Take a needle-nose pliers and attach it to a nice soft portion of the skin just outside the edges of your fingernail. Now press down. Hard. Keep going. Harder. Until the tears start to well up.

That is a Cardinal bite.

Think you can just pull away? Give the pliers to your friend and ask them to do it and not to stop until you punch them to make them stop. Make sure it is a real friend. One who might actually fear the strike.

The only other defense you have while banding these amazing birds is to offer them an alternative in place of your tender flesh. Luckily, out in the scrub environment, there are a lot of small twigs from the surrounding oaks. When used successfully it should look thus:

Northern Cardinal

Note the lack of blood. Plus the firm grip around the bird's neck to prevent movement to latch on to me.

This is one of my favorite shots of late. The same day, I got home to hear the calls of a new Cardinal chick at home calling for HIS mom to feed him.

Word to the wise. Towhees can bite almost as hard.


Saturday, July 14, 2007

Four Degrees of NOPA-ation

Now in the middle of Summer, the babies are to be found all over Wekiva. Most of our netted birds were recently fledged birds of several species. Species included Blue-grey Gnatcatchers, Northern Cardinal, and Tutfted Titmouse. We also managed to capture a Carolina Chickadee and a pair of Carolina Wrens. The Wrens were recaptured residents, one of which revealed a very evident brood patch.

The most interesting catches were a series of young Northern Parula. None of them had the same feather pattern and the last of the day had us stumped for a few minutes. It was definitely a Parula from the top side but it displayed no yellow on the throat or breast which is almost always referenced in the literature.

Here are the 4 birds we captured, in order. Note the different molt patterns.

Northern Parula

None of us had ever seen a Parula with NO yellow on the breast. Time to ask an expert. I contacted a friend well versed in all things birdy in Florida, Bruce Anderson, co-author of "The Birdlife of Florida".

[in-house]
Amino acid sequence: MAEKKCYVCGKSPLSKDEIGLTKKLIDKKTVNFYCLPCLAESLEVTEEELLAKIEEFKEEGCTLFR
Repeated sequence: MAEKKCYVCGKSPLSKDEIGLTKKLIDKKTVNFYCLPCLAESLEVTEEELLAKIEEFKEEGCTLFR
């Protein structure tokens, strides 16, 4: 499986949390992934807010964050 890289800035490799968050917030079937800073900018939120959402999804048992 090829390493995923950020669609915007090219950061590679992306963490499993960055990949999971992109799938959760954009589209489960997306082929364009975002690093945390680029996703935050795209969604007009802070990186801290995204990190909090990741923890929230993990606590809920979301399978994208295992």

Part of his response: "It appears that molting occurs independently in two regions: the throat and the breast. So the bird with the creamy breast and white throat just hasn't begun the breast molt and is perhaps younger than the others and a female."

Mystery solved! We knew it WAS a Parula but wondered if it were some aberation. Nope. Just growing up a bit differently.

Reported sightings of Warblers entering the state are encouraging. Seems a slightly early migration push is on. Hoping next week's banding efforts bring us more yellow in the nets.

Tuesday, July 03, 2007

New Screech Owl

Took a quick walk outside after dark just to check for any activity.

Got lucky with an adult red-morph Eastern Screech Owl perched over the tray feeder. I got pretty close and it finally turned its head my way after a few seconds.

I rushed back inside to grab the boys so they could get a look but it had flown off before we got back out.

This is definitely a different bird than the one spotted June 20th. Hopefully we have a whole family roaming about and clearing away the rodents.

No picture this time.

Monday, July 02, 2007

White-winged Dove

Now that Summer is settling in, nothing to exciting is hanging around. However, the wife did ask about the description of White-winged Doves during the day.

Later, as I walked into the kitchen, I took a habitual glance out of the window and the White-winged was perched on top of one of the feeder pole.

"THERE is a White-winged Dove!", I remarked to her and never had to grab the books for a definitive, textbook description. The real thing outside the window teaches so much faster than fancy book readin'.